I’m getting better at recognizing it. This pattern and I are old friends, and I got to a point where although I couldn’t notice the negative self talk and obsessive goal setting straight away, I could notice how my BODY felt. I started to recognize the markers of this behaviour: crappy sleeps, tight muscles, shallow breathing, the feeling of something just being off, sad for no apparent reason and tired a lot, even after a full night’s sleep. Now, I can tune into these signals, realize what’s going on and
This pause is long enough to inject some loving into The Pattern. It doesn’t mean I can fully interrupt it, but I can hold space long enough to do a couple of things. Sometimes I write a list of my perceptions of myself. Then write the reality. The reality is awesome and true. (I am awesome and that’s true!) I re-visit this often and it’s very illuminating to see how skewed my self-perception becomes I get caught in this pattern. Sometimes I slow dance by myself. Close my eyes and let my movement respond to what I’m feeling.
In this space of a pause I’m able to take stock of how I’m talking to myself, and reflect on the sheer amount of things I’m trying to achieve. I’m able to honestly analyze how (un)achievable my goals are, and reflect on the pressure I’m putting on myself.
Once I’ve reflected, this leads onto the next question: “How realistic is it for me to completely interrupt The Pattern?” This is where it gets more complicated. This pattern relies on feedback, and it thrives on the idea of me not being “good enough.” If I go cold turkey and drop all the high expectations I have of myself, it’s scary. The negative, shaming voice kicks into overdrive, and the things I yell at myself….oh boy…if I heard someone yelling those things at say, my sister or my partner, I would walk right up to them and yell right back at them!
That voice is clinging onto The Pattern for dear life, and that voice is ME. Something in me needs this pattern. I can’t interrupt it. Not yet.
In yoga, we talk about samskaras, circular grooves of behaviour and thinking that we cycle around and around, the grooves get deeper and deeper. Getting out of them requires increasingly greater levels of self-awareness, self-reflection and dedicated, vulnerable, behaviour-changing work. I’m really intrigued to see if it’s possible for me to smooth out this samskara, to fully interrupt The Pattern.
(I’d love to be older and reflect back “on that time in my twenties when I was so hard on myself.” Maybe this is naive? When I’m older will there be other things that I’m hard on myself about? But then it might also be easier to smooth out these patterns too, because I’ve already developed the skills and practice with which to do so…)
I found a therapist. She’s great. And last week, talking this through, she suggested something that I think might be the key to smoothing out this groove. She suggested I listen to that negative, angry, shaming voice that perpetuates The Pattern. That I enquire, gently, with open curiosity…what does this voice want? What is its need? What is it trying to communicate to me, again and again? Where does it come from? Why can’t it be quiet?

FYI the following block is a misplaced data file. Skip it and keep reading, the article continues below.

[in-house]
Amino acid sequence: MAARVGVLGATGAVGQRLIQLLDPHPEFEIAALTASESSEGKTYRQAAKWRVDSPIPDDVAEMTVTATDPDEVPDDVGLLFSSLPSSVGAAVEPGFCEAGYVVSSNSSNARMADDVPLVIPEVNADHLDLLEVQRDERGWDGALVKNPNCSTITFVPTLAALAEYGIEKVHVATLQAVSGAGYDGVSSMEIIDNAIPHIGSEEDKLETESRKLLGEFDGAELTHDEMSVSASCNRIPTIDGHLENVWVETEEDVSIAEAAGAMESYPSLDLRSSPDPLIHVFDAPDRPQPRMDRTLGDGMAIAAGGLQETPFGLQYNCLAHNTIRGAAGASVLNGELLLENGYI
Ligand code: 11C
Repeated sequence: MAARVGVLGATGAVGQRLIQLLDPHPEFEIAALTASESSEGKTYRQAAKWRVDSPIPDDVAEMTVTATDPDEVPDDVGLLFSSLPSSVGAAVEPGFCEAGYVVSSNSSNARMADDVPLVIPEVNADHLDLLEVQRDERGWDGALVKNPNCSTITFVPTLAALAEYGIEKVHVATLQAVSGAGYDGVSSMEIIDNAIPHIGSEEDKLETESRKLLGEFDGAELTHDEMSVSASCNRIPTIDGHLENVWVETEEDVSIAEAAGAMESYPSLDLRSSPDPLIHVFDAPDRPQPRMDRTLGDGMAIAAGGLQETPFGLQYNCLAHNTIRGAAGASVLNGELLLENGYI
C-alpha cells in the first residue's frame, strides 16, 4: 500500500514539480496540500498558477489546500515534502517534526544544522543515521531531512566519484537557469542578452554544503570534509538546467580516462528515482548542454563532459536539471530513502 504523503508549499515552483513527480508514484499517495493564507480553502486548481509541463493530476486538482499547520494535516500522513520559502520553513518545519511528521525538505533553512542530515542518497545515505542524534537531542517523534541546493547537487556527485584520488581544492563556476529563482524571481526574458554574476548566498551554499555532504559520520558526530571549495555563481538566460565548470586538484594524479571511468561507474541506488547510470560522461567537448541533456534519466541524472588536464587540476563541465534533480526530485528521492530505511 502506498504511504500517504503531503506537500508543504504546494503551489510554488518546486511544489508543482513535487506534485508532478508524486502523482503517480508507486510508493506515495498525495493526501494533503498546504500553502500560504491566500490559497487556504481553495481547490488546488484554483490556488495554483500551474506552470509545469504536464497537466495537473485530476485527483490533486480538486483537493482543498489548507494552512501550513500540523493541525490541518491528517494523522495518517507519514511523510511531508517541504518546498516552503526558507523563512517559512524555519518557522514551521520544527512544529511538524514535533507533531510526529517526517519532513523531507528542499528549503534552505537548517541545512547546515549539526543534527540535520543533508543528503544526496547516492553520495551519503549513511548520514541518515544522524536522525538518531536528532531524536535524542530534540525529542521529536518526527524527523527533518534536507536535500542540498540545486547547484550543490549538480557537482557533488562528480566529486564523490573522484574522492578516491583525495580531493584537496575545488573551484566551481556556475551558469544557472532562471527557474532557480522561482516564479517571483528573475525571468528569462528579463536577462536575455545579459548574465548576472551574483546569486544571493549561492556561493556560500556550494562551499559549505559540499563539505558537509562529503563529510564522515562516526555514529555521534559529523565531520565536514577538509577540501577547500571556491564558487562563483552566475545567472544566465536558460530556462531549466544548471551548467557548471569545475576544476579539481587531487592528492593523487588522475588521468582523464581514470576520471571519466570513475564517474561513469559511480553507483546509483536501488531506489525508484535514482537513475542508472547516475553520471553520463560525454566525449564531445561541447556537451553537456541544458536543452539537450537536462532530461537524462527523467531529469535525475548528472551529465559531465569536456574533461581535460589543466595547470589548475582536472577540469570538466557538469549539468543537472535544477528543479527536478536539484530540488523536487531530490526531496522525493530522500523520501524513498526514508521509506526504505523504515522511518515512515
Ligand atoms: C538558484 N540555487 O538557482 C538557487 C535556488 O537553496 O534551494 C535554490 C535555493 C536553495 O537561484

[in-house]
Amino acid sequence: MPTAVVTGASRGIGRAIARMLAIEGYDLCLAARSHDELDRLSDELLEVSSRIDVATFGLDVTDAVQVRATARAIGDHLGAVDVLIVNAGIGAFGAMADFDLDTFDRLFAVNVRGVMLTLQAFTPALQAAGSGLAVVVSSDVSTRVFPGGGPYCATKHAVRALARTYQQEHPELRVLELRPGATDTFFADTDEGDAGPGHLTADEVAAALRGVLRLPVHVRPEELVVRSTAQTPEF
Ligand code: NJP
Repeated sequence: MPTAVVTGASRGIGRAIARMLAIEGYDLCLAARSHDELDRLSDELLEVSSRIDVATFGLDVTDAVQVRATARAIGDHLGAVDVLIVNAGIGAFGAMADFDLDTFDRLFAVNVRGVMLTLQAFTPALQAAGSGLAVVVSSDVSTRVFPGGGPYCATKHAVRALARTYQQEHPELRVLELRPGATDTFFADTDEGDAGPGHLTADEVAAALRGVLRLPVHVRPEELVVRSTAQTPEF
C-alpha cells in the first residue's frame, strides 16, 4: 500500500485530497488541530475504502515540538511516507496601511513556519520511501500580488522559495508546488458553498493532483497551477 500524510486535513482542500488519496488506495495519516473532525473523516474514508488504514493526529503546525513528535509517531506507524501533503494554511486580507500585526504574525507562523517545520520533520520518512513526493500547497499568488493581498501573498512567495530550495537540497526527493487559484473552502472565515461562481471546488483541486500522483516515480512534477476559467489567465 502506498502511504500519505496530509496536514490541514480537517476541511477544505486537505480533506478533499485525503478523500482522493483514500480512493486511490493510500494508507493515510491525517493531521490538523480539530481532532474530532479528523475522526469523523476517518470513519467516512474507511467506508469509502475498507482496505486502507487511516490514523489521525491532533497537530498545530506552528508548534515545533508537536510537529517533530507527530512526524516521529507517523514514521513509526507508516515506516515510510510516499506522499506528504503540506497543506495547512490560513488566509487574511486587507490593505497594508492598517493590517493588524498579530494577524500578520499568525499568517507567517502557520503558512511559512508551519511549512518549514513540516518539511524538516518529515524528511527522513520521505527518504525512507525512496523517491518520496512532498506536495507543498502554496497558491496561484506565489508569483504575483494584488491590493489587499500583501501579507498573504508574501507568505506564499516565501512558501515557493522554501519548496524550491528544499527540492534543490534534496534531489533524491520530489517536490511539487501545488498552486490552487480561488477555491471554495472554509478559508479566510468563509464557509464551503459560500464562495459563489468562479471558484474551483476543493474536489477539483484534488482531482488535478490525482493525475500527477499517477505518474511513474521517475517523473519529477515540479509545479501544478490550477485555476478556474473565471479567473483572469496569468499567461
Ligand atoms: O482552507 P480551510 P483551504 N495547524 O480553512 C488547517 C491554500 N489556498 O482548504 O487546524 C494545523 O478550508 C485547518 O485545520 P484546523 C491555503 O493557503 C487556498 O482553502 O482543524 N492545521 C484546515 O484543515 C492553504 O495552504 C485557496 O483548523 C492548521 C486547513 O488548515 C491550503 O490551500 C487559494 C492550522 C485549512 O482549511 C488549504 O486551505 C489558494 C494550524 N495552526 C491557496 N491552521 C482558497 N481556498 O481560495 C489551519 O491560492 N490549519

I find this fascinating, and counter-intuitive. Surely, the way to stop self-criticism is to ignore, shut it down? Or drown it out with positive affirmations, kind self-talk, gratitude lists? I believe that these things work, sure. But for me, they only work to pause The Patten, they give me some breathing room before I cycle straight back into it.
Can I listen deeply to my negative self-talk, without believing what it is saying? Can I let it take up all the angry room it wants to take up, without shutting it down? Can I stand to hear the need underneath the anger and shame?
I don’t know if I can. I’ve been trying and it’s not much fun. The voice is mean, and it embarrasses me to listen to it. But, I do have a killer work ethic. I’m stubborn. I like to GSD. So, I’m going to keep at it, and perhaps I’ll write another post about this when I have a breakthrough. I’ve started talking with people I love about what my self-criticism sounds like. If I’m feeling really brave, I name the things my inner voice is yelling at me. Scary, yes. Effective, yes. It’s hard for those nuggets of shame to have power when they’re spoken in the world. Mostly they just sound sad.
And, that, at the end of this long and fairly personal blog post, is what it’s all about. If we safely air our self-criticism, with honesty, love and vulnerability, does it get a bit quieter? Yup. For me, it does.
So, I’m working on interrupting The Pattern for good. In the meantime, I’ll keep using my tried and tested strategies, including reminders written on my mirror (adopted from the wise story-teller and shame-researcher Brene Brown). ❤